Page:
Being in debt over your head is frustrating and upsetting. You have to deal with the collection calls and the damage to your credit score and it can all feel overwhelming. You’re probably getting a lot of mail related to your debts, so it’s easy to just toss it all. However, there are certain notices that you should never throw out. Otherwise, you run the risk of a collector getting a default judgment against you for collection.
When Your Debts Go To Collection
Collection is the next stage for debts that have not been paid on time. If a debt is significantly delinquent, the company will usually write it off as a loss and sell it over to a collection agency. The collection agency then makes their best effort to recover the money that is owed. Different lenders and creditors have various policies, but many credit card accounts, for example, are sent to a collection agency after they haven’t been paid for 180 days. The original creditor may report your account to a credit bureau as being in collections, but you won’t necessarily be notified.
If you have an account reported in collections, your credit score may decrease significantly. The degree to which this harms your credit score is usually linked to how high your credit score was when the collection agency initially reports the debt. The higher your score was to begin with, the more points you stand to lose when a collection is reported to it. Additionally, the amount of damage on your credit score will depend on the total amount of the owed debt as well.
Debt collectors will typically start by calling you and sending you letters asking you for payment of the debt. If that doesn’t work, they may file a collection lawsuit against you. When that happens, you’ll receive notice of the lawsuit in the mail. That’s why you have to check all the mail from a debt collector – ignoring a collection lawsuit can have serious consequences.
What Is Default Judgment?
When you’re served with a lawsuit, you have a specific amount of time within which to respond – it’s usually 30 days in California. The notice you receive will tell you when you need to file your response. If you don’t file a response, the court will automatically decide in favor of the collection agency that filed the lawsuit – that’s a default judgment. You lose the lawsuit by default and the collection agency can then ask the court to garnish your wages, levy your bank accounts, or place liens on your property to ensure that you pay the debt.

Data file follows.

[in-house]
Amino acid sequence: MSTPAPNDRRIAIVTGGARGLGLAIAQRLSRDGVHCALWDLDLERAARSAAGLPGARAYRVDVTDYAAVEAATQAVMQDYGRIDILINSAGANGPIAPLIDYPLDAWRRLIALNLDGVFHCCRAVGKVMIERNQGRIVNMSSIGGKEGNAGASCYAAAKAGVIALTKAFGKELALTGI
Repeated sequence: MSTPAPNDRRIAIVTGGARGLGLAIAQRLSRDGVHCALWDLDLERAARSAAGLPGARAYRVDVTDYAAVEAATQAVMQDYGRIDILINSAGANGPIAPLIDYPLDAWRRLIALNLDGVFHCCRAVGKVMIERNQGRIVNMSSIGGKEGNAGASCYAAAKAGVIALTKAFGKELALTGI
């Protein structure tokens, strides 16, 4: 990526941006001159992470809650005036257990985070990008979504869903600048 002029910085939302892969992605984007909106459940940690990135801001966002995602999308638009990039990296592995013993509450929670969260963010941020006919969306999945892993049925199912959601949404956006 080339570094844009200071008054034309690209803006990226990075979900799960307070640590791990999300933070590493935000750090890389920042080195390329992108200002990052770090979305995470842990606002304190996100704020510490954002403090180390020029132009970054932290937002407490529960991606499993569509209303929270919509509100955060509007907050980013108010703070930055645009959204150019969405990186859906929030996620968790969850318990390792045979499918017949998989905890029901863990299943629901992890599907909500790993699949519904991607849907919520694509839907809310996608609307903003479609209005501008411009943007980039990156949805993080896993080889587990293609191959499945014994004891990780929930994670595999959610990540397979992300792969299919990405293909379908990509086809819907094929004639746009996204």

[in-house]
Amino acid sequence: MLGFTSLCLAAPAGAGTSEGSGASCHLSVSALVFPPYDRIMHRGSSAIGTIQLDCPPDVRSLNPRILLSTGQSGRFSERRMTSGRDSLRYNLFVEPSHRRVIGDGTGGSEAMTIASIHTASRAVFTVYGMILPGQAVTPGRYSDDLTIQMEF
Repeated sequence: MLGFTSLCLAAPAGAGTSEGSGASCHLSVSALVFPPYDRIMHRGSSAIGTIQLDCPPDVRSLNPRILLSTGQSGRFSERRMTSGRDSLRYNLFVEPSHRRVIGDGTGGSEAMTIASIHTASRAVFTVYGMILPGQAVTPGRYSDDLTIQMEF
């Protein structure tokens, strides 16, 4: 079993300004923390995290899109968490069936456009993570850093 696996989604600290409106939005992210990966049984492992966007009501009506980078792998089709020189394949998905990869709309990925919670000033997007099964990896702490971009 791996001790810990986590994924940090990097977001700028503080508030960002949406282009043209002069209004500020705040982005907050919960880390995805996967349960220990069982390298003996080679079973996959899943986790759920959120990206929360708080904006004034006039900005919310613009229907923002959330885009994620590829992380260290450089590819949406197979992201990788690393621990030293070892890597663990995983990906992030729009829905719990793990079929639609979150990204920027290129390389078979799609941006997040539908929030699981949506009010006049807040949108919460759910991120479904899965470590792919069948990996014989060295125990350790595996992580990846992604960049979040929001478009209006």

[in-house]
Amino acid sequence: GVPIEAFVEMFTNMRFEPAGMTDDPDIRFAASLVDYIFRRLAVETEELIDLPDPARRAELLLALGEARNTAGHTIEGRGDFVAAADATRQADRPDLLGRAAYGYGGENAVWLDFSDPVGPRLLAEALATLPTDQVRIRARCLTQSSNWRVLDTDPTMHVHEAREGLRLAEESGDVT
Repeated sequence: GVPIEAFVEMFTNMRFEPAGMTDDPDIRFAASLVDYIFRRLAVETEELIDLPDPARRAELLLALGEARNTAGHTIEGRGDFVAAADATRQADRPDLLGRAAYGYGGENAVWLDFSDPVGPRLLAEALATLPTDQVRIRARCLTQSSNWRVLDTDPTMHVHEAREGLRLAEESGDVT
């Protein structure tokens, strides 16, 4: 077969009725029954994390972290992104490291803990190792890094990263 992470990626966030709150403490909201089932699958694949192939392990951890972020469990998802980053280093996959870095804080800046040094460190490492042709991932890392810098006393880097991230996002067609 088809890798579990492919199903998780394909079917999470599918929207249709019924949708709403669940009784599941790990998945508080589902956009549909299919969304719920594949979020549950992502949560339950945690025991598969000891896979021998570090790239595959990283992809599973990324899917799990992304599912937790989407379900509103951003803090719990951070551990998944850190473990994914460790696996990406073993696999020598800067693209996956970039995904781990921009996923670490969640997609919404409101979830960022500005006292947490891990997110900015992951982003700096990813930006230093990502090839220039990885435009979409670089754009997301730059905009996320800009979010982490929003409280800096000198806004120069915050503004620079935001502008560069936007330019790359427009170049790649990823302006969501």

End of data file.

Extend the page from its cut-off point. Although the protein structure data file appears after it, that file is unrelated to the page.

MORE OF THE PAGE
The only way to avoid a default judgment is to respond to the lawsuit – but up to 95% of debt collection cases end up in default judgment because the defendants never file an Answer.
How To Handle Default Judgment
If the court has entered a default judgment against you, there are a couple of ways you can handle it. You could ask the court to set the judgment aside, you could try to settle the debt, or you could file a bankruptcy.
Asking The Court To Set Aside The Default Judgement
If you believe that the default judgment should never have been entered against you or that there was some other error in play, you could ask the court to “set aside,” or wipe out, the default judgment. A judge may be willing to reopen the issue if there was fraud involved, if there’s new evidence since the case was filed, if you never received notice of the lawsuit, or if you didn’t file an answer to the original complaint because of “excusable neglect.” Missing the court date because of serious illness or because a court officer gave you incorrect information, for example, would be considered excusable neglect. Forgetting about or ignoring the case does not qualify as excusable neglect.
In California, you have 6 months from the date of the judgment to file a motion asking the court to set it aside because of excusable neglect. CCP § 473(b). You also have 6 months to ask the court to set a judgment aside because you didn’t receive notice of the lawsuit in time. CIV § 1788.61.
Settling The Judgment
If there is no reason to set the judgment aside or if you asked the court to set the default judgement aside and were unsuccessful, you may try settle the judgment on your own. When you settle a debt, you pay a lump sum or make a series of payments for less than the total amount you owe, but the collection agency agrees to consider the debt paid. You’ll need to negotiate with the collection agency to determine what they’ll accept as a settlement. Note that you can also attempt to settle the debt before they file a collection lawsuit.
Filing A Bankruptcy
If you can’t set aside or settle the default judgment, you may consider filing a bankruptcy. A bankruptcy will stop all collection actions, including wage garnishment, while you work with the court to reorganize your finances. You may be able to wipe out a judgment debt completely in bankruptcy, depending on the type of bankruptcy you file and the type of debt that originally led to the judgment. Filing a bankruptcy before a default judgment is entered will also stop the collection lawsuit and force that creditor to deal with you through the bankruptcy court, rather than through the lawsuit.
We Can Help
If you’re facing a collection lawsuit or have received a default judgment, we may be able to help. Contact us today for a free case evaluation and consultation to learn more about your options for dealing with debt.
Barry Edward Borowitz is the founding partner of Borowitz & Clark, LLP, a leading bankruptcy law firm that represents clients petitioning for bankruptcy protection under Chapter 7 and Chapter 13 of the bankruptcy code. Mr. Borowitz has been practicing bankruptcy law exclusively for more than 15 years. View his full profile here.